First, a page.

Blisters are certainly a sign of lots of hard work and dancing. But it can be next to impossible for a dancer to do her job (especially on pointe) if they aren’t allowed to heal properly. DS spoke with podiatrist Dr. Ronald Werter about the best ways to prevent, cope with and treat blisters.
What are they?
Blisters are small pockets of liquid that form under the skin’s outer layer after it becomes damaged, usually by forceful rubbing.
What causes them?
Long, grueling rehearsals + dance shoes=a lot of sweat and friction—the perfect recipe for disaster if you don’t take preventive measures.
How to deal
“Don’t burst a blister. That’s opening a sterile internal area to the chance of outside infection,” Werter says. If you must drain the blister, clean the area with alcohol and sterilize a needle or pin with a flame. If the fluid inside is bloody or pus-like, seek medical attention; this could indicate an infection.
Blister Dos and Don'ts
DON’T: pick at or irritate a fresh blister. “You never want to take the top layer of skin off a newly formed blister. The raw skin underneath is more painful than the blister itself,” Werter says.
DO: use over-the-counter treatments to expedite healing. Werter recommends applying an antibiotic ointment, like Neosporin or Bacitracin, and then padding the blister and surrounding area with gauze or lamb’s wool.
DO: pay attention to the fabric of your tights. If you have particularly sweaty feet, Werter recommends synthetic blends. “Synthetic fabrics wick away moisture.”
Fire and (/or) Ice
Ouch! You rolled your ankle in rehearsal. Should you reach for the ice pack or the heating pad? Is one better in certain situations? (Hint: Yes!) We spoke to physical therapist Jennifer Connors of JumpStart Physical Therapy, whose team works closely with the dancers of Walnut Hill School for the Arts, in Natick, MA, about when to go hot and when to go cold.
Ice, Ice Baby
If you suffer an acute injury, like a sprain or a muscle pull, Connors suggests icing immediately. “Ice is most beneficial in the first 48 to 72 hours,” she says. “Applying a bag of crushed ice for 10 to 20 minutes every hour decreases pain and swelling.” Connors also recommends following the “PRICE” motto: Protect, rest, ice, compress, elevate. “Don’t ice an injury and immediately go back to dancing,” she says. Make sure to rest so it doesn’t get worse.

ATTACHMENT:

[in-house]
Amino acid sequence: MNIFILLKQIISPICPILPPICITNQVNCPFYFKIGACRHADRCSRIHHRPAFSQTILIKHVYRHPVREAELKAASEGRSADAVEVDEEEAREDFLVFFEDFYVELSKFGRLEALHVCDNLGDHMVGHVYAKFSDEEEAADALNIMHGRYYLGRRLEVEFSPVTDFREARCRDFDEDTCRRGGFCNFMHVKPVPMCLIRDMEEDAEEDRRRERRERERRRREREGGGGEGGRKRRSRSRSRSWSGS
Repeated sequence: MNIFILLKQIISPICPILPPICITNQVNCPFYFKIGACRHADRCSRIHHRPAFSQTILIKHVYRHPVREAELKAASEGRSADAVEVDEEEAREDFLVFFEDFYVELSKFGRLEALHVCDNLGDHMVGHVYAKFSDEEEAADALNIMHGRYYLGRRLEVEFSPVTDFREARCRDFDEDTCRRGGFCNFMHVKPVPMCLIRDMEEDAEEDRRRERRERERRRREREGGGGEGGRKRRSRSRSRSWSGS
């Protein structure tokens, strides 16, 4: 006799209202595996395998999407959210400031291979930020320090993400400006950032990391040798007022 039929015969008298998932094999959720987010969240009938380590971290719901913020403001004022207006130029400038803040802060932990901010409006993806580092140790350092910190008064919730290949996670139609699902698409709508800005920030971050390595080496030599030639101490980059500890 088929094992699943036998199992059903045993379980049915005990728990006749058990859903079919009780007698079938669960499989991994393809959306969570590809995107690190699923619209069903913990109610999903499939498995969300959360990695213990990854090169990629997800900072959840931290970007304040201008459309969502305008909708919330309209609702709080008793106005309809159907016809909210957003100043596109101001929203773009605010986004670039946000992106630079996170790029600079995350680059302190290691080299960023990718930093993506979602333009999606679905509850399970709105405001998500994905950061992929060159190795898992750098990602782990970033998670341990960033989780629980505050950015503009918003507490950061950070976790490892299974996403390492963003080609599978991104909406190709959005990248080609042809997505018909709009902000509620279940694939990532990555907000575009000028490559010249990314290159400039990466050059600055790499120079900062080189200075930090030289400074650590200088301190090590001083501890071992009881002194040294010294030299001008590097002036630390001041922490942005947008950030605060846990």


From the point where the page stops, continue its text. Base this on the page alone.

If you’re experiencing chronic pain—maybe a neck or back ache in the weeks following intense rehearsals—heat will help relax your muscles. Heat can also be helpful if you’re about to get a massage—it might even increase the benefits. However, don’t use heat immediately after hurting yourself. “Heat increases circulation and blood flow to an area, which is why you shouldn’t use it right after an injury. It’ll greatly contribute to the inflammatory phase,” Connors says. If after 72 hours swelling around the injury has gone down, you know it’s safe to use a heating pad. Connors advises applying heat for just under 15 minutes, and monitoring the temperature.
It’s best to work with your teachers, physical therapists and doctors to assess what’s causing your pain so that you aren’t simply icing or heating an injury that needs medical attention. Connors emphasizes getting screened by the appropriate health-care professionals if something continues to bother you.
Did You Know?
#SleepHack! Tossing and turning after a long day at the studio? Falling asleep can be as easy as one, two, free—your foot, that is. Feet contain blood vessels called the arteriovenous anastomoses, which help regulate temperature—a key factor in falling asleep. So slip one foot out of the covers and you’ll slip into a slumber.